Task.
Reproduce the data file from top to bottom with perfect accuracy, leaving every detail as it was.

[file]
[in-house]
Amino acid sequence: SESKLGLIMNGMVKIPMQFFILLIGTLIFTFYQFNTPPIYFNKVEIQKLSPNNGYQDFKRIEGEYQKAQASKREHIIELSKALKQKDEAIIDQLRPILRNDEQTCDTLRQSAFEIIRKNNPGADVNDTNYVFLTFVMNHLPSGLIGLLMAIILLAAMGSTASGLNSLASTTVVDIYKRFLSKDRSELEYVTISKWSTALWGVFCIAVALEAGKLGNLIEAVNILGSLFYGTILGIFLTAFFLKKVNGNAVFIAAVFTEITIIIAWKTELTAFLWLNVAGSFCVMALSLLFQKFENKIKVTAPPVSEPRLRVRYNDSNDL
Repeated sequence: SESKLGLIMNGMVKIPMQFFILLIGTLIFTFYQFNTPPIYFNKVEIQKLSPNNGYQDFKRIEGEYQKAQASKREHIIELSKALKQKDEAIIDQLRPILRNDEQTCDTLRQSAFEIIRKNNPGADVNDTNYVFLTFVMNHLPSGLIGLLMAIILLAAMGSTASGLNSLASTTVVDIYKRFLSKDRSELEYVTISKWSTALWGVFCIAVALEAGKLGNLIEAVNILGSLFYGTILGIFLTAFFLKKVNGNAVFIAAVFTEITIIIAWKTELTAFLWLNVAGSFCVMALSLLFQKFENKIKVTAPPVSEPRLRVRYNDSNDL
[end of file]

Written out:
[in-house]
Amino acid sequence: SESKLGLIMNGMVKIPMQFFILLIGTLIFTFYQFNTPPIYFNKVEIQKLSPNNGYQDFKRIEGEYQKAQASKREHIIELSKALKQKDEAIIDQLRPILRNDEQTCDTLRQSAFEIIRKNNPGADVNDTNYVFLTFVMNHLPSGLIGLLMAIILLAAMGSTASGLNSLASTTVVDIYKRFLSKDRSELEYVTISKWSTALWGVFCIAVALEAGKLGNLIEAVNILGSLFYGTILGIFLTAFFLKKVNGNAVFIAAVFTEITIIIAWKTELTAFLWLNVAGSFCVMALSLLFQKFENKIKVTAPPVSEPRLRVRYNDSNDL
Repeated sequence: SESKLGLIMNGMVKIPMQFFILLIGTLIFTFYQFNTPPIYFNKVEIQKLSPNNGYQDFKRIEGEYQKAQASKREHIIELSKALKQKDEAIIDQLRPILRNDEQTCDTLRQSAFEIIRKNNPGADVNDTNYVFLTFVMNHLPSGLIGLLMAIILLAAMGSTASGLNSLASTTVVDIYKRFLSKDRSELEYVTISKWSTALWGVFCIAVALEAGKLGNLIEAVNILGSLFYGTILGIFLTAFFLKKVNGNAVFIAAVFTEITIIIAWKTELTAFLWLNVAGSFCVMALSLLFQKFENKIKVTAPPVSEPRLRVRYNDSNDL